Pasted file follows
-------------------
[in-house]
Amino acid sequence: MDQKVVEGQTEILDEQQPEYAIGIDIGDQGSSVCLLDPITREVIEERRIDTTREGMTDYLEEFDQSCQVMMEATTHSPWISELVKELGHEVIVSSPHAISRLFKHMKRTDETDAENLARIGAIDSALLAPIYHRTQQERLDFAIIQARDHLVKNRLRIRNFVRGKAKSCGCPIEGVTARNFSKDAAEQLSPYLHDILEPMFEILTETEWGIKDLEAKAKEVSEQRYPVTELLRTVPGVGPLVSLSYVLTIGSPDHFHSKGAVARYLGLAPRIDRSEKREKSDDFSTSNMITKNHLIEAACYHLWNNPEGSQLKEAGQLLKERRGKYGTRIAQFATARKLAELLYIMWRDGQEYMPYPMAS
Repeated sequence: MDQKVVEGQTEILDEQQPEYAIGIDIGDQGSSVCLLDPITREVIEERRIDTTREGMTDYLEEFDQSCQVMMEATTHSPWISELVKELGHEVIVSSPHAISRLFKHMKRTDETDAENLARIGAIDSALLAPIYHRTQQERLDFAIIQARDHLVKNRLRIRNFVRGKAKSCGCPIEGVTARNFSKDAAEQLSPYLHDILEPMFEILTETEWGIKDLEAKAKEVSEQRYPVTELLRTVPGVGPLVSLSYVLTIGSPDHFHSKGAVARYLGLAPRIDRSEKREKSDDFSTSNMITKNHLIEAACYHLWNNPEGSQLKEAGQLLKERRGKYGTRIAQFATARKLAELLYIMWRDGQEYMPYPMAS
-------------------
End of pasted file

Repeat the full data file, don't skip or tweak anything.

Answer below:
[in-house]
Amino acid sequence: MDQKVVEGQTEILDEQQPEYAIGIDIGDQGSSVCLLDPITREVIEERRIDTTREGMTDYLEEFDQSCQVMMEATTHSPWISELVKELGHEVIVSSPHAISRLFKHMKRTDETDAENLARIGAIDSALLAPIYHRTQQERLDFAIIQARDHLVKNRLRIRNFVRGKAKSCGCPIEGVTARNFSKDAAEQLSPYLHDILEPMFEILTETEWGIKDLEAKAKEVSEQRYPVTELLRTVPGVGPLVSLSYVLTIGSPDHFHSKGAVARYLGLAPRIDRSEKREKSDDFSTSNMITKNHLIEAACYHLWNNPEGSQLKEAGQLLKERRGKYGTRIAQFATARKLAELLYIMWRDGQEYMPYPMAS
Repeated sequence: MDQKVVEGQTEILDEQQPEYAIGIDIGDQGSSVCLLDPITREVIEERRIDTTREGMTDYLEEFDQSCQVMMEATTHSPWISELVKELGHEVIVSSPHAISRLFKHMKRTDETDAENLARIGAIDSALLAPIYHRTQQERLDFAIIQARDHLVKNRLRIRNFVRGKAKSCGCPIEGVTARNFSKDAAEQLSPYLHDILEPMFEILTETEWGIKDLEAKAKEVSEQRYPVTELLRTVPGVGPLVSLSYVLTIGSPDHFHSKGAVARYLGLAPRIDRSEKREKSDDFSTSNMITKNHLIEAACYHLWNNPEGSQLKEAGQLLKERRGKYGTRIAQFATARKLAELLYIMWRDGQEYMPYPMAS